The list of activities our smartphones can control grows daily. Transfer money? It’s simple. Order groceries? That, too. Turn off the bedroom lights? Check.
How about contraception?
Advancing new forms of birth control is a central focus at Daré Bioscience (NASDAQ: DARE), a San Diego-based biopharma company that’s built a pipeline of experimental devices and treatments tailored for women’s health.
This week it announced plans to add another contraceptive contender to its lineup with an agreement to acquire Microchips Biotech, an MIT spinout that—with the backing of the Bill & Melinda Gates Foundation and others—has been working to design an implant for drug delivery that could be controlled wirelessly.
Co-founded by researchers Bob Langer and Michael Cima, the company has received nearly $18 million from the Gates Foundation to design a microchip-based implant for the purposes of birth control. (It’s eligible for up to $2.5 million more next year from the organization to further the program, according to Daré Bio.)
Backed by venture investors, too, including Polaris Partners and Medtronic, Microchips also worked on applications for other conditions for which care involves regular injections or frequent dosing; it has vetted the tech in patients with osteoporosis.
In recent years Daré Bio CEO Sabrina Martucci Johnson (pictured above) and her team have been watching the work being done at Microchips as it relates to women’s contraception, she told Xconomy in a phone interview.
As envisioned by Microchips, the contraceptive implant would be gridded with tiny compartments, each containing a small dose of medication—in this case, the hormone levonorgestrel—to be released on a predetermined schedule.
Patients would be able to halt and resume the dosing regimen as needed. That would give the product an advantage over existing methods of contraception because of the increased control it would give for family planning purposes, Johnson says.
“It gives the woman the opportunity to have an effective, long-acting, reversible contraceptive for a meaningful period of time that she chooses, but also gives her a very straight-forward ability to reverse it on demand,” she says. “All you’re basically doing is controlling whether those reservoirs open and release product, or whether they stay closed and don’t release anything, and that’s not something you’re able to do right now with any of the current implant technologies.”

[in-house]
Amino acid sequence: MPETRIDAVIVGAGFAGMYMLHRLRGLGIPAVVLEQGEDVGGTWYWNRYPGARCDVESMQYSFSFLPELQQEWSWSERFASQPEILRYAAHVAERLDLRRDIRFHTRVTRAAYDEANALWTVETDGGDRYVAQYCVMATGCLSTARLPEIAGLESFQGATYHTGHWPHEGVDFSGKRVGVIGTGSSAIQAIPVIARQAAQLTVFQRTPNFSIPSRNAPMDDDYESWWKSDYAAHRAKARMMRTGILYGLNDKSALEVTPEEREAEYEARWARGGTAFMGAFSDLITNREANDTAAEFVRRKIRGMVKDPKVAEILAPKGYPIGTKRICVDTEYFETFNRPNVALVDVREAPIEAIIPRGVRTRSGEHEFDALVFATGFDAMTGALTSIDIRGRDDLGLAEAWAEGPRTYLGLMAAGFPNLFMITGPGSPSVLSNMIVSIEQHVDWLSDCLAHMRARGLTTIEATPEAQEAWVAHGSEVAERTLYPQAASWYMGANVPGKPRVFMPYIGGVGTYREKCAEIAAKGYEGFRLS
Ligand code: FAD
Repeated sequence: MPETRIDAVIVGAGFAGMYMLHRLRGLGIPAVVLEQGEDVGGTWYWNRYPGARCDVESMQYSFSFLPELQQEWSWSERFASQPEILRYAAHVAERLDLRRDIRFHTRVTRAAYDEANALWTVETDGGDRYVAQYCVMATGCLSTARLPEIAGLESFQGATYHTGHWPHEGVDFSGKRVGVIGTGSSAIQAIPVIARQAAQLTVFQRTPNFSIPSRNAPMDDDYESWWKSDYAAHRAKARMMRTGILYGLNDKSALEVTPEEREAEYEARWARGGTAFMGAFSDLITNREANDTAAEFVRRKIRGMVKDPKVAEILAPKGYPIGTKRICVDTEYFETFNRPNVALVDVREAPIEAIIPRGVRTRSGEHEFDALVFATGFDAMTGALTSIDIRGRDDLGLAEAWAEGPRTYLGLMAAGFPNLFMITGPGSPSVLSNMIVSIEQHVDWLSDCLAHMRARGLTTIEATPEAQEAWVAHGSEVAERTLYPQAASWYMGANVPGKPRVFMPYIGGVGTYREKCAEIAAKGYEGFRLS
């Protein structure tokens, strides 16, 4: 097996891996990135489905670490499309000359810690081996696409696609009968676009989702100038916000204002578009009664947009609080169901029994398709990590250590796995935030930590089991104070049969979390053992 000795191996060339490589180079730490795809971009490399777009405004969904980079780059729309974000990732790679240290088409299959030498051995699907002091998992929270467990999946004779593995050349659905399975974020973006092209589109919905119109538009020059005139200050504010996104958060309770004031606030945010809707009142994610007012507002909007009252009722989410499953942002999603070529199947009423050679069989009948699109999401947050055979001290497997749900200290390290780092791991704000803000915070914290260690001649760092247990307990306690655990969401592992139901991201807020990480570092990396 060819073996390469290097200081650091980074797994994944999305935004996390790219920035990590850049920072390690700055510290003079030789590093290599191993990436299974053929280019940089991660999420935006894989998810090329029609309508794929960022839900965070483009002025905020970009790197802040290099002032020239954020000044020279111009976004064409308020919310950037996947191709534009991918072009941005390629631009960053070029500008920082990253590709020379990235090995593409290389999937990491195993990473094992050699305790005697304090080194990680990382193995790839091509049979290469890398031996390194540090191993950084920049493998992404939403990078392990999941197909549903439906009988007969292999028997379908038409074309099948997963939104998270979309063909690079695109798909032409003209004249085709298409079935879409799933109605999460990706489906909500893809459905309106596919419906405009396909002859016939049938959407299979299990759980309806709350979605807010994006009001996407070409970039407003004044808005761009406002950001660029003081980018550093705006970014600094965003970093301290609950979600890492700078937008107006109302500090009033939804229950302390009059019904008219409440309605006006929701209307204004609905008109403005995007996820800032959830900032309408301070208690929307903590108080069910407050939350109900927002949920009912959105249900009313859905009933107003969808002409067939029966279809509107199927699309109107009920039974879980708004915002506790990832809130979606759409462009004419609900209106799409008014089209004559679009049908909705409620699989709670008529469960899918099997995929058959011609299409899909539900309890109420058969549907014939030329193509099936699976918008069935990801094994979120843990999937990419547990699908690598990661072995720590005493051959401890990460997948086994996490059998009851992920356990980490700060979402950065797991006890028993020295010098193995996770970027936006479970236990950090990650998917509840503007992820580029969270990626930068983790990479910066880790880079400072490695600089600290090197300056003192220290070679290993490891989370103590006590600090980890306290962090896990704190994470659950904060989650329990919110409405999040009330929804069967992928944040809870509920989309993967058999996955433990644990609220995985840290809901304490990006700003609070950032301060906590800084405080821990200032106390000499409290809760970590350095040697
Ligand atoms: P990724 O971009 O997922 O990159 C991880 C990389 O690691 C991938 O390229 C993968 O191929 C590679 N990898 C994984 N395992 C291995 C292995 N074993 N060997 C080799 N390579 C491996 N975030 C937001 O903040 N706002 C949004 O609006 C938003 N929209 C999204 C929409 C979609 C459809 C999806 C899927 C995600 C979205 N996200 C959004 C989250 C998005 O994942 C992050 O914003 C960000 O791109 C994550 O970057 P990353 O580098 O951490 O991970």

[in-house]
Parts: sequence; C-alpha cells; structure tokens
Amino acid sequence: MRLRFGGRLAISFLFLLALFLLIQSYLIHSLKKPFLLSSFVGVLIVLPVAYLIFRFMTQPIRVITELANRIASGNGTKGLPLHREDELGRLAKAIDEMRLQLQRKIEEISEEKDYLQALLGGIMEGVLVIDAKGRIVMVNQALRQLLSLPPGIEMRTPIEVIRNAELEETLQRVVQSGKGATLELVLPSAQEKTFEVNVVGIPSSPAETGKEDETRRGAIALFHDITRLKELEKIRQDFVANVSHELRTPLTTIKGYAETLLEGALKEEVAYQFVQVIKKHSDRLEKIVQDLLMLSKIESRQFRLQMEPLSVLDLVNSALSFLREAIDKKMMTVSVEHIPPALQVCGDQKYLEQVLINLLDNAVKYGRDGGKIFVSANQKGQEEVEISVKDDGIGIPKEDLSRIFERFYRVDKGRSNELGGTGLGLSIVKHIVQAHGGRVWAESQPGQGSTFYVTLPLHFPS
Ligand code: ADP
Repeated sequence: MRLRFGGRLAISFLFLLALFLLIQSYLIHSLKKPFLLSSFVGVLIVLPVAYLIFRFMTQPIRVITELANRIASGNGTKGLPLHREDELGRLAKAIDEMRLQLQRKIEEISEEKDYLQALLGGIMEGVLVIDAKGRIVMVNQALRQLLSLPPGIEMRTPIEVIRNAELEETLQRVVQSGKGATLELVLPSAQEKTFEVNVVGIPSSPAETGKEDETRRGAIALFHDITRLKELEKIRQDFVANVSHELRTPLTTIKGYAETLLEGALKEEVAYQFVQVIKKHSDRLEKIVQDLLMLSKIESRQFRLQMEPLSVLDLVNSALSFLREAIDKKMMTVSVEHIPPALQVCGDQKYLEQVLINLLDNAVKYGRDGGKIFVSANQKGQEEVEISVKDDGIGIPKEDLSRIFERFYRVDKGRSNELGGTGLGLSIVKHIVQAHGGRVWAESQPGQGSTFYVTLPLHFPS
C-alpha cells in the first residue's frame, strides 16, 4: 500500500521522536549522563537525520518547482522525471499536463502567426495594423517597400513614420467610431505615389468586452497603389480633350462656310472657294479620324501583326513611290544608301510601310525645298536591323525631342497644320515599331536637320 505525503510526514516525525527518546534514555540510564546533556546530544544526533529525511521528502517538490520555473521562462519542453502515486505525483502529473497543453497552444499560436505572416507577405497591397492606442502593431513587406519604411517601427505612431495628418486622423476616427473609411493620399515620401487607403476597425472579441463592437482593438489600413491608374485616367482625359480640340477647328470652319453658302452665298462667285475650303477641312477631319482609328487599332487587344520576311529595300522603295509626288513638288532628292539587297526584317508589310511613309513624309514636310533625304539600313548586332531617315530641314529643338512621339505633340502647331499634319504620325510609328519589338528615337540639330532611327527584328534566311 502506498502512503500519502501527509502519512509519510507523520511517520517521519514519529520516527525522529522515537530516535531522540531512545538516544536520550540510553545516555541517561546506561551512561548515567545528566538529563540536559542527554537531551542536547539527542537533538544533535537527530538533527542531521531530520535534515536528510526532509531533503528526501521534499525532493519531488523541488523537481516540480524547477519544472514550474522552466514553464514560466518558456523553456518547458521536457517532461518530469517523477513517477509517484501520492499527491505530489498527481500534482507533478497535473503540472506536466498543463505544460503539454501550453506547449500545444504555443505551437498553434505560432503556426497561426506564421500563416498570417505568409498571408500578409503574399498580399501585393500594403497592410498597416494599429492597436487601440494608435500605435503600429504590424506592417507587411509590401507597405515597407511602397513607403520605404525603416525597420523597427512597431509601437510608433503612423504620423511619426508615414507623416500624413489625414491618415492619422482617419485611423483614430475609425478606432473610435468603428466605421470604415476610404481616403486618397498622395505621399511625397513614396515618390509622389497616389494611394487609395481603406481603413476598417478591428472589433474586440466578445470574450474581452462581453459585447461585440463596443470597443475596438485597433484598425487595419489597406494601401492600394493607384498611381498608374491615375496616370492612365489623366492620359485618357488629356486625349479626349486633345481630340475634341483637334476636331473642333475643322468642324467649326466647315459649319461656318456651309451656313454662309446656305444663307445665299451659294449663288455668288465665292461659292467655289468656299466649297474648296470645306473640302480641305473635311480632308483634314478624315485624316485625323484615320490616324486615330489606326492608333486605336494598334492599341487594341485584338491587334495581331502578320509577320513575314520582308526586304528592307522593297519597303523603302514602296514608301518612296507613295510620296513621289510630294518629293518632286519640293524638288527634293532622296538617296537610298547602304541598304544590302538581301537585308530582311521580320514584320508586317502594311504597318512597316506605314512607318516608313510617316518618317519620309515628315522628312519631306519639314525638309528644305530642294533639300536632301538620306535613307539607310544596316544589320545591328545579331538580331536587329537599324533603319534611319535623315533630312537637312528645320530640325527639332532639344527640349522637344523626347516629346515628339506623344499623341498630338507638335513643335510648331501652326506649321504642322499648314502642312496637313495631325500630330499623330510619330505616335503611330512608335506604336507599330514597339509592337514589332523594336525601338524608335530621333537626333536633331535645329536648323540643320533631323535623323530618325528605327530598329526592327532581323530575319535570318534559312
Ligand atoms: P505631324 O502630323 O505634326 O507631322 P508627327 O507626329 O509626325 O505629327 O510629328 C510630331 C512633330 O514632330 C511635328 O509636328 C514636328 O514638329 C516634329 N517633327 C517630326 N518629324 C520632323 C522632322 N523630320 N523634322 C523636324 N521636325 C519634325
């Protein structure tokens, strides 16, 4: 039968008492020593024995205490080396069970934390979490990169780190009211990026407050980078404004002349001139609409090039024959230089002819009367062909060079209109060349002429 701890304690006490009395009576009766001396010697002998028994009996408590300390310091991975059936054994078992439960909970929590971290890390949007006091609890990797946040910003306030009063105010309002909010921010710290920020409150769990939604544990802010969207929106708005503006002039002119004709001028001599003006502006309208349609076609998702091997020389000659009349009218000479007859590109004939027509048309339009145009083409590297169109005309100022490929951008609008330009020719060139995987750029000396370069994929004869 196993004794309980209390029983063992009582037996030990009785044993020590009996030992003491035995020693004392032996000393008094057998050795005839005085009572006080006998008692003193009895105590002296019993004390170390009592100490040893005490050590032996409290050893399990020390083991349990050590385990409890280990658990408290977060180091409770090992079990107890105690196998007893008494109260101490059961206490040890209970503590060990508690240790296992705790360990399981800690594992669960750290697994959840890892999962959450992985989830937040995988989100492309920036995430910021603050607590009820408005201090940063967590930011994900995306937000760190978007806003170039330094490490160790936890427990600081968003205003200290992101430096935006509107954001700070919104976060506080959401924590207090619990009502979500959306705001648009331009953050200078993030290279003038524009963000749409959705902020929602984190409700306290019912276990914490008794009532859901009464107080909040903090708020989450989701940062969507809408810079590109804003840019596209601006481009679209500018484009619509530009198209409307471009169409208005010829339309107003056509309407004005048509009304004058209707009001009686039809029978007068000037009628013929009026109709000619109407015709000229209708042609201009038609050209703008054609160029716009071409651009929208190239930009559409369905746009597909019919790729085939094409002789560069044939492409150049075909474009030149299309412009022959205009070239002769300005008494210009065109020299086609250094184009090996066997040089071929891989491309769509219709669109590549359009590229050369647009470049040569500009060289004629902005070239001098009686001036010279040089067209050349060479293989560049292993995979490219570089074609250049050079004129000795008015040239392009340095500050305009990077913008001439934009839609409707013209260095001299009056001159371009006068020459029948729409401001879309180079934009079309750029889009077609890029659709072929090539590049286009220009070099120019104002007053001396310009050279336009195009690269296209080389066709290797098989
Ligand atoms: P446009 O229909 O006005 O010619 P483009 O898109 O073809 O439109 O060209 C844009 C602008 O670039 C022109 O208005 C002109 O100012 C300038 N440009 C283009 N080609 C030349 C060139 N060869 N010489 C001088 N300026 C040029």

The only way to reverse the contraceptive protection provided by implants and intrauterine devices (IUDs) today is to have them removed in a physician’s office. Often, however, families are interested in a temporary break in birth control, rather than a permanent one. That means some patients end up having to return to their doctor to get a new implant or IUD.
Long-acting reversible contraceptives, a category that includes hormonal implants that go under the skin and IUDs, have been around for decades. But their use increased nearly five-fold among women ages 15 to 44 in the decade that started in 2002, from 1.5 percent that year to 7.2 percent in 2011-2013, according to a Centers for Disease Control and Prevention survey.
Nearly all women use some form of contraception in their lifetime, and 65 percent in the US were doing so from 2015 to 2017, according to the CDC. But the most popular hormonal method in many countries, daily oral contraceptives, is easy to forget, and can cause unpleasant side effects.
Daré Bio is also advancing a nonhormonal contraceptive called Ovaprene, a monthly contraceptive device. The product, a flexible piece of plastic inserted into the vagina by its user, is the same size and shape as NuvaRing, a monthly hormonal contraceptive device from Merck (NYSE: MRK) that pulled in $902 million in revenue last year. (The pharma company’s other contraceptive product, an implant that releases hormones, brought in $703 million that year.)
Instead of using hormones, the Ovaprene ring was designed to prevent pregnancy with a knitted mesh-like barrier and a compound called ferrous gluconate, both of which interfere with the forward motion of sperm cells.
Daré Bio recently tested the device with about 25 women in what’s called a post-coital study, and reported that it met its goal of blocking almost all sperm from entering the cervical canal—a surrogate marker for contraceptive effectiveness. (The women who participated in the study had previously undergone tubal ligations, so they weren’t at risk of pregnancy.) … Next Page »